The most common findings are thought to require special explanation

Tuesday, May 29th, 2018

An undergraduate philosophy major at Columbia has written a piece about the racism treadmill. How many minds will it change?

But the premise built into the thinking of Coates and Kendi is false. I call it the disparity fallacy. The disparity fallacy holds that unequal outcomes between two groups must be caused primarily by discrimination, whether overt or systemic. What’s puzzling about believers in the disparity fallacy is not that they apply the belief too broadly, but that they apply it too narrowly. Any instance of whites outperforming blacks is adduced as evidence of discrimination. But when a disparity runs the other way — that is, blacks outperforming whites — discrimination is never invoked as a causal factor.

Here’s a clear example of the disparity fallacy: a recent study by researchers at Stanford, Harvard, and the Census Bureau found that, “[a]mong those who grow up in families with comparable incomes, black men grow up to earn substantially less than the white men.” A New York Times article attributed this disparity to “the punishing reach of racism for black boys.” But the study also found that black women have higher college attendance rates than white men, and higher incomes than white women, conditional on parental income. The fact that black women outperformed their white counterparts on these measures, however, was not attributed to the punishing reach of racism against whites.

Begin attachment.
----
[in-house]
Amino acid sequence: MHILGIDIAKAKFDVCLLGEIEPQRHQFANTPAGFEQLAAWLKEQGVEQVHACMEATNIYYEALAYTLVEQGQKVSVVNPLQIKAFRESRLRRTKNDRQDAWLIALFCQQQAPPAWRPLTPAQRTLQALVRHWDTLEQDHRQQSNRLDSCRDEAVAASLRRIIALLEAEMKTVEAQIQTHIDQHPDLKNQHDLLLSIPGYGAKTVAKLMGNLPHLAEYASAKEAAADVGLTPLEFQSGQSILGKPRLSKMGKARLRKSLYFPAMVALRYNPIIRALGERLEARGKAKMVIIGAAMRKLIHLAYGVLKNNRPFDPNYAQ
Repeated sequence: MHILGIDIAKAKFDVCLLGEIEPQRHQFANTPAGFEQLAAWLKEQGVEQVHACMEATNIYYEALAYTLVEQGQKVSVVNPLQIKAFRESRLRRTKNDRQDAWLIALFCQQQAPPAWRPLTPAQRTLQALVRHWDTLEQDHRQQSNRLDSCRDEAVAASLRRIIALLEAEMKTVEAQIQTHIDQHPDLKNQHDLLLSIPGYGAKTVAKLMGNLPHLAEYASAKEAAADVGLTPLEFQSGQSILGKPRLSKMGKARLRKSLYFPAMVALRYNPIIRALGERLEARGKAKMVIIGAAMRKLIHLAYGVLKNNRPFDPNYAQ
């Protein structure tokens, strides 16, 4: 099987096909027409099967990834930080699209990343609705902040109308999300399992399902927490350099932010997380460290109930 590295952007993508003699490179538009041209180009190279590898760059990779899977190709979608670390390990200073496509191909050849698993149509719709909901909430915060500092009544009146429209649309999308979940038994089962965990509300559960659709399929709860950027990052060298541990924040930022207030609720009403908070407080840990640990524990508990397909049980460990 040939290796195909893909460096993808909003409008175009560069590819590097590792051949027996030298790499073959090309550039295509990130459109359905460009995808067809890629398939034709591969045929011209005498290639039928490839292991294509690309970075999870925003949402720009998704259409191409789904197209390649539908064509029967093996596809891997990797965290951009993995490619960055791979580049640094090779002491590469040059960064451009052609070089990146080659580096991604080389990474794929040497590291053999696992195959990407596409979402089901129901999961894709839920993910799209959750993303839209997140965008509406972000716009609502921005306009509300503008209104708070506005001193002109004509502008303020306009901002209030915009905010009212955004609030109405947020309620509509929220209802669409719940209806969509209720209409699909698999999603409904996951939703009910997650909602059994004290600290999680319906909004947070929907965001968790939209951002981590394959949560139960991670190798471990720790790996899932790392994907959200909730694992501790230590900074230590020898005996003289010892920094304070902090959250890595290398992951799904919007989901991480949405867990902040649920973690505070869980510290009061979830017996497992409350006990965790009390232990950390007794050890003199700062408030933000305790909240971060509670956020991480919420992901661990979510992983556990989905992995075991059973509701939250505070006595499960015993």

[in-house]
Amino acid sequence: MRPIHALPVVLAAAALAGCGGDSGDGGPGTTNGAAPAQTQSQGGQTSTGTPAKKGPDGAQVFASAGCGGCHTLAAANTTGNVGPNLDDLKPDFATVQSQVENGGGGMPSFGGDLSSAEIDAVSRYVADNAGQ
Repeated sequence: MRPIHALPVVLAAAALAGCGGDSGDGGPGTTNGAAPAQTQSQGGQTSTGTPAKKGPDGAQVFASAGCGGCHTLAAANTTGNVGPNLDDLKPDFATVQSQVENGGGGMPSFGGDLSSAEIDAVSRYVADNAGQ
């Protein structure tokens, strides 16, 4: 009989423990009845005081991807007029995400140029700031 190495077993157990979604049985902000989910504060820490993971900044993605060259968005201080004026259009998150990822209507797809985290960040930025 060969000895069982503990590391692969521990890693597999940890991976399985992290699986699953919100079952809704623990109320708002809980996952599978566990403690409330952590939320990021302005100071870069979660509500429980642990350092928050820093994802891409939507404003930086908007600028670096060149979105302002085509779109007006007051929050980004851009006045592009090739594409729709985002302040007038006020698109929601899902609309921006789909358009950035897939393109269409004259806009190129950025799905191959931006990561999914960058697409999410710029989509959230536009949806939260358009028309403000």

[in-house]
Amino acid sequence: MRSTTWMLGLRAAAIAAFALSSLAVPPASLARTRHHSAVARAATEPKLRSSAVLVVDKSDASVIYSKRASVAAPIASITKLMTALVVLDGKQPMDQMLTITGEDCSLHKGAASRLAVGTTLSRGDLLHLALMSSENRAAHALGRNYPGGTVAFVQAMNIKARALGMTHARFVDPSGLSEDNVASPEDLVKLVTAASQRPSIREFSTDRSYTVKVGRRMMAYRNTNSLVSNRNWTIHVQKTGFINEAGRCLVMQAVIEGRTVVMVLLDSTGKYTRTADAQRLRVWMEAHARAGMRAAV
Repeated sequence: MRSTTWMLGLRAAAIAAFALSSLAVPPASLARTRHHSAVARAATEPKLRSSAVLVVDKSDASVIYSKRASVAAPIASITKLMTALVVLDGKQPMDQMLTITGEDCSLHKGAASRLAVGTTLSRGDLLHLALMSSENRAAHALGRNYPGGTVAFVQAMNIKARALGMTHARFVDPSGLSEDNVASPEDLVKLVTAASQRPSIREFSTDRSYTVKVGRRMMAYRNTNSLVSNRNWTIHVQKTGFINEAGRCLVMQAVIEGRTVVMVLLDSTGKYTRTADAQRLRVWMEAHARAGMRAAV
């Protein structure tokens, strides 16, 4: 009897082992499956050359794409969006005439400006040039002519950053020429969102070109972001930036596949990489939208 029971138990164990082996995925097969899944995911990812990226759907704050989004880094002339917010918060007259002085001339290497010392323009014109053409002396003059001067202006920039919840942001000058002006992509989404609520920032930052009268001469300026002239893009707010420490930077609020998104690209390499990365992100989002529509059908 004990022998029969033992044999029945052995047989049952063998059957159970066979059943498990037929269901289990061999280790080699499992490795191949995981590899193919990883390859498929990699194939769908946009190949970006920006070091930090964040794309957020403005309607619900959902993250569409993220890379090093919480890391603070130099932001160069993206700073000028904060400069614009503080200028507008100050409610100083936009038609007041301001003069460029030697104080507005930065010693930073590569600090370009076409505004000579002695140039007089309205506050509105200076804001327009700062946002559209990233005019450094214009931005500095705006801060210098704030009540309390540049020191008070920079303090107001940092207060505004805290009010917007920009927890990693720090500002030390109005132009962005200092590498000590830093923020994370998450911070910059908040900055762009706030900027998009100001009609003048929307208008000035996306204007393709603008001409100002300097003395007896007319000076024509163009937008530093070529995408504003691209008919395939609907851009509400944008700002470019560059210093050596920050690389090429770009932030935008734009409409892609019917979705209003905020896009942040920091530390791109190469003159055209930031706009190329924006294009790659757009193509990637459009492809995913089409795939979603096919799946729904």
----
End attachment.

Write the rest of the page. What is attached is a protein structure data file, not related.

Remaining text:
Economic disparities that favor blacks have been reported for decades, yet they have rarely if ever been attributed to anti-white systemic bias. A 1994 New York Times article reported that, among college graduates, black women earned slightly more money than white women did. In addition, the economist Thomas Sowell has pointed out that, as early as 1980, U.S. census data show black college-educated couples out-earning their white counterparts.3

The black/white unemployment gap provides an even older illustration of the disparity fallacy. Many commentators have reflexively attributed the modern unemployment gap to systemic racism. But in historical eras with far more racism, the gap was reversed. According to Sowell, “[b]lack unemployment rates were lower than that of whites in 1890 and, for the last time, in 1930.”4 Facts like these, however, are never explained in terms of discrimination in favor of blacks. Indeed, why progressives only commit the disparity fallacy in one direction is never explained. What the writer Shelby Steele has said about progressives and racist events is equally true of statistical disparities that disadvantage blacks: When they learn of one, “they rent a jet plane and fly to it!”

It’s a sign of the poverty of our discourse on racial progress and inequality that the rarest findings are thought to be normal, and the most common findings are thought to require special explanation.